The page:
It goes without saying that the healthcare sector has been affected the most by the coronavirus pandemic, both public healthcare services and private healthcare services. As we approach the summer months and hopefully away from the sky-rocketing infection rates, the NHS must try to pick up the pieces from the devastating winter months as we slowly exit the most recent lockdown.
The NHS had been brought to its knees by the end of 2020; with around 4.7 million patients seeing operations and treatments backlogged by years, and the government pumping a whopping £92bn of funds to the NHS this year (2021).
Is Private Treatment Still Available?
Private treatment continues to be available in most parts of the UK, and health insurance companies are continuing to support customers. But since they’ve stepped in to support the NHS (by providing hospital beds, operating theatres and members of staff), they have seen non-urgent procedures and treatments to be placed on hold – which has ultimately forced practitioners to focus on providing critical care.
However there has been some backlash, as some private hospitals are still proceeding with non-urgent procedures as early as January 2021, despite NHS bosses expressing that this should not be the new protocol while the NHS begins recollecting itself.
People who are due urgent support and care such as cancer treatment will still be treated as a priority. People due to have non-urgent treatment will still receive their treatment, but only when it is reasonable to do so, when the COVID-19 situation has stabilised.
In a letter to medical directors of London’s acute hospital trusts, NHS England and senior clinical leaders have specifically asked to not support staff who are still providing private routine elective care.
“In this context, with all but the most urgent elective activity postponed in the NHS in London, it feels profoundly uncomfortable to us that some elective work, that is not time critical, is continuing in the independent sector,” the letter states.
“We are asking colleagues to think very carefully about the appropriateness of this, and would like colleagues not to support delivery of such work in the independent sector for a period of time, a month from the date of this letter in the first instance, until vaccination and the current lockdown take effect and the pressure on NHS services eases.”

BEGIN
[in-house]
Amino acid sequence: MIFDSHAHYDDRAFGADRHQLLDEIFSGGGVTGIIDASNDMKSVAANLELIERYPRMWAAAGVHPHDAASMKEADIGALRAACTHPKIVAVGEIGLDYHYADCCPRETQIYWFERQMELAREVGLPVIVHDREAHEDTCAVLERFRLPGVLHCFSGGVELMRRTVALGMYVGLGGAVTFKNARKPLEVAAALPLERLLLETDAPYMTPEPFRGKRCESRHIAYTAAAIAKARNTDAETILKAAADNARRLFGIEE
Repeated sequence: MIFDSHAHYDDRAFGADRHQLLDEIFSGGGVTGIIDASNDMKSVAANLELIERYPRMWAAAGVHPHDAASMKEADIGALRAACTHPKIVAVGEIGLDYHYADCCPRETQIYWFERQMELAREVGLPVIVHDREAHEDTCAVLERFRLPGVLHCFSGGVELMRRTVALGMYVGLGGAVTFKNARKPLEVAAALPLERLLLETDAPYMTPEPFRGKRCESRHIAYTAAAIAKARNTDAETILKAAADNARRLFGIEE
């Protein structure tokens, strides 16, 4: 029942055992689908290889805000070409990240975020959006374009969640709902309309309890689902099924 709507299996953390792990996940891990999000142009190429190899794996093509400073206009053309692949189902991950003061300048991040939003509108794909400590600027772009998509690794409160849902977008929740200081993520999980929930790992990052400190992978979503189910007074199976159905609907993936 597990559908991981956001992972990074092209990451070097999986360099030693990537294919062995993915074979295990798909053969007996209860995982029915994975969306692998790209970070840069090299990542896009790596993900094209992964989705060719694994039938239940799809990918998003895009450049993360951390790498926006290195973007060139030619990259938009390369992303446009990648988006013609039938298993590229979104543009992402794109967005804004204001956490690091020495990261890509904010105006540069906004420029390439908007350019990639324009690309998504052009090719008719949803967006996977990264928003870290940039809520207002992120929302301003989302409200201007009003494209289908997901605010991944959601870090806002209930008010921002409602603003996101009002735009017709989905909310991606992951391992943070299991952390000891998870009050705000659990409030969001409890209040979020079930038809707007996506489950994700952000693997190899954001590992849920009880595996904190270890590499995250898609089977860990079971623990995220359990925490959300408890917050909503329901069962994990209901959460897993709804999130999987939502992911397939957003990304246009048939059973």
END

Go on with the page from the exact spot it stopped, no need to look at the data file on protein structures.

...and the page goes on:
But What Does This All Mean? Will I Still Have Access to Private Healthcare?
While private hospitals have stepped in to support the NHS, one could suggest that private health insurance companies have seen a surge in new covers being taken out.
As previously stated, millions of patients on the NHS have had treatments and operations backlogged, to the point where they could be waiting well over a year for these treatments and operations to proceed. Of course, this is in no way ideal for most patients, as some cannot afford to wait this long for treatment.
This has caused a lot of people (especially those on these NHS waiting lists) to switch to private healthcare, even though it is a known fact that a lot of households in England just cannot afford to pay for private healthcare.
One could suggest that insurance companies have almost used this to their advantage as they encourage patients to consider (if not) taking out a private health insurance cover.
All of this being said, it doesn’t mean that people who are already paying for private healthcare aren’t able to have access to their private healthcare services during the pandemic.
Here are a few benefits most insurers are still continuing to offer (but may vary);
- Remote care with general practitioners
- Musculoskeletal (bone, joint & muscle) clinicians
- Mental health practitioners
As previously mentioned, any non-essential procedures/operations/treatments will not proceed in most private hospitals (but not all) until the NHS has been brought back to a stable condition, however there’s no definitive date as to when this will be.